Authoritarian democracy. The Catholic Weekly has taken aim at many of the nation’s leading journalists, accusing them of one-sided coverage and abusive social media accounts amid the national debate on same-sex marriage.

The coverage relies heavily on the reaction to Monday’s Media Watch segment, which accused the media of not displaying balance in the coverage of the same-sex marriage debate. Many journalists took to Twitter to accuse Media Watch of promoting “false balance”, leading the Catholic Weekly to ask, in its editorial, “Is Australia slipping into authoritarian democracy?”

“As the debate over same-sex marriage continues, it becomes clearer by the day that many Australians do not understand or accept that the outcome is about more — much more — than whether two people of the same sex can legally pretend to be married …

“This has produced a disturbing picture of religious groups and individuals, overwhelmingly — but not exclusive — Christian,actively targeted and silenced …

“What is happening is perfectly clear: the final stages of the decay of liberal democracy and its replacement by authoritarian democracy. For the time being it’s still legal to point this out and talk about it. But now, we ask, for how long?”

The front-page splash, continued on pages 2 and 3, quotes from a tweet posted by Sunday Age feature writer Jill Stark, where she used the Q&A hashtag to write: “Gay people are having kids you tedious imbeciles”. Using the last three words in its headline, the splash proclaims: “Vile bile as journalists vent spleen on marriage defenders”. Other journalists whose tweets are highlighted include Crikey political editor Bernard Keane, Age journalist Henrietta Cook, Advertiser journalist Tory Shepherd, SBS’ Michael Morcos, and Fairfax columnist Peter FitzSimmons. No ABC journalists are singled out, and the piece quotes Sydney Catholic Archbishop Anthony Fisher referring to the Media Watch segment approvingly. — Myriam Robin

Gayby Baby drama continues. The Daily Telegraph has defended its Gayby Baby screening coverage, taking aim at the Education Department for supplying The Guardian with a statement saying no parents had complained about the screening.

“Yesterday the department confirmed the school had indeed received complaints after earlier telling The Guardian none had been made by parents,” a piece today states.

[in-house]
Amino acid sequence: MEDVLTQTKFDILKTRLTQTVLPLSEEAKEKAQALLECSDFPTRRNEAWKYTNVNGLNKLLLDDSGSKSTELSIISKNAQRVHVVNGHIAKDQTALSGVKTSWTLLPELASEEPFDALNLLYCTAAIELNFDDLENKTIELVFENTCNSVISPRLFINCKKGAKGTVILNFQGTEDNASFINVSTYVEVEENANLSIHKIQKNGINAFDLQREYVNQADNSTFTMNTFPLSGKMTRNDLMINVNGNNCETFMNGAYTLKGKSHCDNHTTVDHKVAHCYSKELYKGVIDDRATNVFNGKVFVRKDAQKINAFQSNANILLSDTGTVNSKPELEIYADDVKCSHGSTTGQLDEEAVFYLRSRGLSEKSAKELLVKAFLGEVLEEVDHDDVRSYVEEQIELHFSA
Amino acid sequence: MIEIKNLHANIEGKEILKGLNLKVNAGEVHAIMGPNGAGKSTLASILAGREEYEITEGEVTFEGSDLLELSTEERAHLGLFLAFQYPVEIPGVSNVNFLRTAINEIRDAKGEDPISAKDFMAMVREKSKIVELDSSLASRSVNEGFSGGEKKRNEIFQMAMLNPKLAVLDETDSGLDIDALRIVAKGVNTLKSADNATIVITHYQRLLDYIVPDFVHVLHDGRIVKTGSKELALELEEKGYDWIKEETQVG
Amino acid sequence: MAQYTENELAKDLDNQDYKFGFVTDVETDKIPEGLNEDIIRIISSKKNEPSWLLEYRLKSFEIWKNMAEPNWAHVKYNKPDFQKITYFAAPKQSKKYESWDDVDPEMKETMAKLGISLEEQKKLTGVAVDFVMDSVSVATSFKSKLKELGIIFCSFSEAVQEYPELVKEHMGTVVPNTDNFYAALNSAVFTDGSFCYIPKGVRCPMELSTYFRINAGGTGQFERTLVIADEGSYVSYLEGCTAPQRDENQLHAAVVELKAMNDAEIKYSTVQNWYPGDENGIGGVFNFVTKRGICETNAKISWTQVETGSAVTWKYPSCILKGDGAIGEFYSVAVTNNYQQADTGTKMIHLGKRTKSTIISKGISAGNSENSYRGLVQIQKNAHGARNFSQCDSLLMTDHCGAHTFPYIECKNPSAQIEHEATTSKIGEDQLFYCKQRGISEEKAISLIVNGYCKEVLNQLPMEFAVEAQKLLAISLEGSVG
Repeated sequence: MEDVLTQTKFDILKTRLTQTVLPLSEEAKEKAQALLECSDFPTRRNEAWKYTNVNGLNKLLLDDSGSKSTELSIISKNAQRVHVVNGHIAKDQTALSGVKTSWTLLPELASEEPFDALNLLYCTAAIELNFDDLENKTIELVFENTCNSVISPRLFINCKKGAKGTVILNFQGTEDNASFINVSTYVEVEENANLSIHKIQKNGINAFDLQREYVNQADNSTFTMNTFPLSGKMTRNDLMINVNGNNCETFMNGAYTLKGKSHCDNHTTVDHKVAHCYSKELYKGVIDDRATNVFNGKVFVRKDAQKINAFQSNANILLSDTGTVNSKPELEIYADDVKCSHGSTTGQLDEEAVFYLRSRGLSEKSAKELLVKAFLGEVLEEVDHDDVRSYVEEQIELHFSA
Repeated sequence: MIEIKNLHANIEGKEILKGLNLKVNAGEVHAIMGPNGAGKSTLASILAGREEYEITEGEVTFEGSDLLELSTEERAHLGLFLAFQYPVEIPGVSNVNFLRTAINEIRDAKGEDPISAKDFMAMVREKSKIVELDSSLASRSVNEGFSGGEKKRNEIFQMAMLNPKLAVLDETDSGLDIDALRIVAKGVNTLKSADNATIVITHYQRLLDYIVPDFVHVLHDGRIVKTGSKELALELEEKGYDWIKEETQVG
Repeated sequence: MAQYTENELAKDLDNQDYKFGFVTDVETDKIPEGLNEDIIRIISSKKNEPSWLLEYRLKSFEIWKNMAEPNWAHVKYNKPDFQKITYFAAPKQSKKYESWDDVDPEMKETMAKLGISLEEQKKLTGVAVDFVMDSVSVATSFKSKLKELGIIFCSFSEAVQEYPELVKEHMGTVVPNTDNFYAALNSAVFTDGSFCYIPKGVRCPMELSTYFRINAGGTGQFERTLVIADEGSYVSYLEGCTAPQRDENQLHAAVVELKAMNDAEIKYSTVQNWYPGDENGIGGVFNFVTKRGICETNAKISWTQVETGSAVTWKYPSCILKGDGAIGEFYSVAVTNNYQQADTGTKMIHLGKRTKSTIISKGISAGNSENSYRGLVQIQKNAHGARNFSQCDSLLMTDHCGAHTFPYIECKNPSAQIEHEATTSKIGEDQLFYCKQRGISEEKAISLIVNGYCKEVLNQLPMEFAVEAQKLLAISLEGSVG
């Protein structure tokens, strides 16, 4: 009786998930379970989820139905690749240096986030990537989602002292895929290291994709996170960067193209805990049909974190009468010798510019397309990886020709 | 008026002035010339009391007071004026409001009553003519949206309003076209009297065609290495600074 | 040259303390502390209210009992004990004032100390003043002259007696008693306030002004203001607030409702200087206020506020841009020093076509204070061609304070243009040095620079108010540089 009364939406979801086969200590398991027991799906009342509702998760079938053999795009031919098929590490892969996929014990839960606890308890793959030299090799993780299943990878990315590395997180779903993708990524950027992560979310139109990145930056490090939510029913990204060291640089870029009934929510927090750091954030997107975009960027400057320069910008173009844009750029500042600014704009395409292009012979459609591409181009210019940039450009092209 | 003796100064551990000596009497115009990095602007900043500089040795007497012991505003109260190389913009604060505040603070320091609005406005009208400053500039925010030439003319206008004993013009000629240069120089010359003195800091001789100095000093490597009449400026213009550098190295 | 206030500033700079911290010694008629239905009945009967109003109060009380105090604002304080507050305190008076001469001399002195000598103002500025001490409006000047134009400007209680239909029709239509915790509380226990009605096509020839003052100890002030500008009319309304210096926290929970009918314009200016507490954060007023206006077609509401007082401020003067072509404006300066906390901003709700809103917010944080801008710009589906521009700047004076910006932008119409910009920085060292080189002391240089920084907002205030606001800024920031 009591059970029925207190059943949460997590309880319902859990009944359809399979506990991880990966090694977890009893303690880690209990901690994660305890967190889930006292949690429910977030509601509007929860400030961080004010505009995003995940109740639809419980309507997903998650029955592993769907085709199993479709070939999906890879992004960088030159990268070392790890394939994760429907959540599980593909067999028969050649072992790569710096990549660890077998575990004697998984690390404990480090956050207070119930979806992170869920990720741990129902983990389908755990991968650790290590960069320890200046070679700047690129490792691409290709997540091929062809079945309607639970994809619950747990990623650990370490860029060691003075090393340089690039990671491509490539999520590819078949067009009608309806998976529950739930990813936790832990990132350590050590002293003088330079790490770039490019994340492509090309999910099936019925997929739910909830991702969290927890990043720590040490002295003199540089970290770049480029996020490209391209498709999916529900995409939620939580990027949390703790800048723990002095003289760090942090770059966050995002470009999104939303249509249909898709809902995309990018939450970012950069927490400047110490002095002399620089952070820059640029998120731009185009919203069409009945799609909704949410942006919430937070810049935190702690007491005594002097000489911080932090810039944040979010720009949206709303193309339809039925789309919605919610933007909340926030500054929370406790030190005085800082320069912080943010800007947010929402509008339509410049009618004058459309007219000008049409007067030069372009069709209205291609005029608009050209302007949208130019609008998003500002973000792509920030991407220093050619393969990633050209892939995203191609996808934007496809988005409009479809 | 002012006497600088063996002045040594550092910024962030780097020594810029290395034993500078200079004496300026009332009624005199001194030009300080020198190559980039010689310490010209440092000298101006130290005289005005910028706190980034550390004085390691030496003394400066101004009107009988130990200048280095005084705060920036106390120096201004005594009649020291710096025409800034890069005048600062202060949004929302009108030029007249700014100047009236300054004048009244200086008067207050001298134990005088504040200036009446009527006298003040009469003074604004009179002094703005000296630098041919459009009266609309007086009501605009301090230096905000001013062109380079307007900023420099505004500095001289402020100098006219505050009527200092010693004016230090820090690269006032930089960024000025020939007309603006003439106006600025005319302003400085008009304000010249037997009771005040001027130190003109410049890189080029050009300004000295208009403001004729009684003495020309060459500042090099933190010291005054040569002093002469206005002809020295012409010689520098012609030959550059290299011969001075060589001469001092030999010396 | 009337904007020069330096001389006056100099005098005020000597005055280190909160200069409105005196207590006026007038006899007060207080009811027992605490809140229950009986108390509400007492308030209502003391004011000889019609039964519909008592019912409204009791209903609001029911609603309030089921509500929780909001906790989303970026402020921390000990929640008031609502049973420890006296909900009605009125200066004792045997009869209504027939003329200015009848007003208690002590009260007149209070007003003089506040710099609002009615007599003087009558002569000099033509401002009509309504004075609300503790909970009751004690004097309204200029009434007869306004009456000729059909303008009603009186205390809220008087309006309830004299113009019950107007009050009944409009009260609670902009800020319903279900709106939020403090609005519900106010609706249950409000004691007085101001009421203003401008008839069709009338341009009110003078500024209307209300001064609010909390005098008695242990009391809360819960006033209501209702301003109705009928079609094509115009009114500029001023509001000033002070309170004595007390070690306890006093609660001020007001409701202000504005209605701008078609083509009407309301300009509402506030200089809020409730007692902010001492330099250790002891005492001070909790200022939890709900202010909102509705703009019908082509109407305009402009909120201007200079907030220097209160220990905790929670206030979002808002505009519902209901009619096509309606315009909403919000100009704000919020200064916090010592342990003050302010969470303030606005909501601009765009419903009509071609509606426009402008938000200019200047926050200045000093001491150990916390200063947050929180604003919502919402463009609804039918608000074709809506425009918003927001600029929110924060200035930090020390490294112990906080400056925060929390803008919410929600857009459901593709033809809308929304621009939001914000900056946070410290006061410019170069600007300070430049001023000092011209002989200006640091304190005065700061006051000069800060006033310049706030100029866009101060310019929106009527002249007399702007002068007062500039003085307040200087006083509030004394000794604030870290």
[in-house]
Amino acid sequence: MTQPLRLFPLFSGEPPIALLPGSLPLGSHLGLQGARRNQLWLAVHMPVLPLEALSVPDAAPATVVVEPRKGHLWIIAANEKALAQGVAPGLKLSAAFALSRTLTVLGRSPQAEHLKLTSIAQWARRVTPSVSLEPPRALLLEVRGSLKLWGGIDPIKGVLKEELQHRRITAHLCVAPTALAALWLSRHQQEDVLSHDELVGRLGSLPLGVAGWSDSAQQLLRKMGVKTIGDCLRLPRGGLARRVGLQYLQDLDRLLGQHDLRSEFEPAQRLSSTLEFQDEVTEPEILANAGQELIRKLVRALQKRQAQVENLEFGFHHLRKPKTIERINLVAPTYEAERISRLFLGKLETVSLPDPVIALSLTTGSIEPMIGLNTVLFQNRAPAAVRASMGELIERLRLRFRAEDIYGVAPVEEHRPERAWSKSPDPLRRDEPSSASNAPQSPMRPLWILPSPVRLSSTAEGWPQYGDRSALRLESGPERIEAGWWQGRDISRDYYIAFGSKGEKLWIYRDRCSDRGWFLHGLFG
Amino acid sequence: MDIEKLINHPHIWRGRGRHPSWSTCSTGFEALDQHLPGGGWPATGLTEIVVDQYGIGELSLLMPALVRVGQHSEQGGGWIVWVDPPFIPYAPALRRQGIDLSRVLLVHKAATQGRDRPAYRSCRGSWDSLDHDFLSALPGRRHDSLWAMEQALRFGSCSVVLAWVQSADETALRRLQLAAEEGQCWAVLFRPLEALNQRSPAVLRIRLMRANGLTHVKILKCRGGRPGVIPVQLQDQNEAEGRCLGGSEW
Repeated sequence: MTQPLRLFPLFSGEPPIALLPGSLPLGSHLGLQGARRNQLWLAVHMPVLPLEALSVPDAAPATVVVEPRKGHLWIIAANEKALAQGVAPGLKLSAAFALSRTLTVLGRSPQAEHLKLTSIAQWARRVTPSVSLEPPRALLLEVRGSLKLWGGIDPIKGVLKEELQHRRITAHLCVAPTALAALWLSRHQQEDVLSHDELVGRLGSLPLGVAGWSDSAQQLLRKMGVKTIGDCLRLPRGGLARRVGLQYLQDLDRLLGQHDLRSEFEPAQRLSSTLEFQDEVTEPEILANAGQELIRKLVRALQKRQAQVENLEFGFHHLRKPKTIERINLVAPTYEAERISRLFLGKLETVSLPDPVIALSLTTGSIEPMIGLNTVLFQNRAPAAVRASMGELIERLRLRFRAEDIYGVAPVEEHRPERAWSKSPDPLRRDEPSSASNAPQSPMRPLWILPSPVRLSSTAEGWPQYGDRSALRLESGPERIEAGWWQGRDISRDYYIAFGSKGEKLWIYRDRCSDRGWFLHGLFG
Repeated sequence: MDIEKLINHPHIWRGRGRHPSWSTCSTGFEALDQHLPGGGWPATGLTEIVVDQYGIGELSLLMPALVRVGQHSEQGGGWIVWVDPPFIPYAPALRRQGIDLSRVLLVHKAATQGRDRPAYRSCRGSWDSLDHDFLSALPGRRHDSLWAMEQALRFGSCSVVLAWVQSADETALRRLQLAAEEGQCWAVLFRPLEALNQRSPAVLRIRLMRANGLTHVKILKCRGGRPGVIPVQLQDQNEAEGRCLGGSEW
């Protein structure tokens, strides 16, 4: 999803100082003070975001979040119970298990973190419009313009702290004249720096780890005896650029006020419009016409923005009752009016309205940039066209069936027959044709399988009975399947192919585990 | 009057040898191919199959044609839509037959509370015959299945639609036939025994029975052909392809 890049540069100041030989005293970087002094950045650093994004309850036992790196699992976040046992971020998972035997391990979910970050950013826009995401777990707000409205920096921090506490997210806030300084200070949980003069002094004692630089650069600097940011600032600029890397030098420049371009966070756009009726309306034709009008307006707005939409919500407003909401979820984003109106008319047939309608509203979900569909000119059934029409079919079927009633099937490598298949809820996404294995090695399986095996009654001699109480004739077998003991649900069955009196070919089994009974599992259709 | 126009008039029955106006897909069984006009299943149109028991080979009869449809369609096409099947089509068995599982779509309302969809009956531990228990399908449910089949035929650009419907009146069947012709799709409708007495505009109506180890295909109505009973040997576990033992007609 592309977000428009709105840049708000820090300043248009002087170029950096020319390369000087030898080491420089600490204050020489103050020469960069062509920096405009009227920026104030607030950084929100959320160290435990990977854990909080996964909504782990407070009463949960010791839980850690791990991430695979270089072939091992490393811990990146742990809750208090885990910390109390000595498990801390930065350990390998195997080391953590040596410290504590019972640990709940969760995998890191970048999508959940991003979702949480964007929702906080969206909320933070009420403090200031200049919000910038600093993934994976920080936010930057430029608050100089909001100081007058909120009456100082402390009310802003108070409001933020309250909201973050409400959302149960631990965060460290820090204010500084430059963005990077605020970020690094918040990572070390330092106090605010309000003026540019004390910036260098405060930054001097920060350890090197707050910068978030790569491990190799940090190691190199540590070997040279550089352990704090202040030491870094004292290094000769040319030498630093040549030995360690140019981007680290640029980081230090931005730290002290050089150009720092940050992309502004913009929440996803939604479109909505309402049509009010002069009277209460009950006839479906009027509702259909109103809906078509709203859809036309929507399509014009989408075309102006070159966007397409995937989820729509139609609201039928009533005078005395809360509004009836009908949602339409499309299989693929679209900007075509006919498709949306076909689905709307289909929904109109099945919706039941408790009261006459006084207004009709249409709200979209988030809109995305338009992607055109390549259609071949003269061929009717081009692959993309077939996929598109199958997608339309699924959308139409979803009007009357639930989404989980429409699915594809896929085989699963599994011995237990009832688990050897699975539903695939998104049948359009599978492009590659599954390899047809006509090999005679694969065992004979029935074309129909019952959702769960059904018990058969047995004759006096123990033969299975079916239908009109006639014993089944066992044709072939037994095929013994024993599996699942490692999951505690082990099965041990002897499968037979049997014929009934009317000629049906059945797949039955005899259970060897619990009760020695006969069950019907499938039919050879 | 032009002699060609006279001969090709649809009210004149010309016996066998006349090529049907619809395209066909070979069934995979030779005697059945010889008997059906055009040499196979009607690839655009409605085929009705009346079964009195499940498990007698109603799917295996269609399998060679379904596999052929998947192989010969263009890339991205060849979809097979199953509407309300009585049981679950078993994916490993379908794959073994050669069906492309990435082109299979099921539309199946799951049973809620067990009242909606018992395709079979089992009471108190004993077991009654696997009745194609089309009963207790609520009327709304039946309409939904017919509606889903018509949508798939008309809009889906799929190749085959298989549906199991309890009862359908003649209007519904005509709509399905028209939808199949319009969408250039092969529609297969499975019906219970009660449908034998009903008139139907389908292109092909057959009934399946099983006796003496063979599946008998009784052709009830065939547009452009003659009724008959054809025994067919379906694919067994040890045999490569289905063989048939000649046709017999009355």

An accompanying comment piece by Miranda Devine accuses the department of “telling lies” about the controversy. It also revealed the Press Council had received complaints about the coverage, while the Tele itself had received “vituperative emails and a planned protest outside our office”:

“This newspaper reported accurately the concerns of numerous parents at Burwood Girls High over the planned compulsory screening to all 1200 students of the overtly political documentary promoting same-sex parenting…

“Yet the department pretended there had been no complaints from parents, thus portraying our story as inaccurate and, worse, muzzling those concerned parents…

“In true Orwellian fashion, the word ‘complaint’has been redefined by the department. Apparently it’s not a ‘complaint’ unless it’s logged at the school, or if it’s couched in polite language, or if it isn’t rubber-stamped by departmental bureaucracy. Rank sophistry …

“Ostensibly designed to stamp out homophobia, the Proud Schools program aims to eradicate the idea that heterosexuality is the norm in human relationships. When parents complain about this propaganda, their concerns are airbrushed out of existence. And when this newspaper reports these facts we are subjected to a campaign of intimidation.”

Front page of the day. The Northern Territory is suffering from a very particular skills shortage …

Peter Fray

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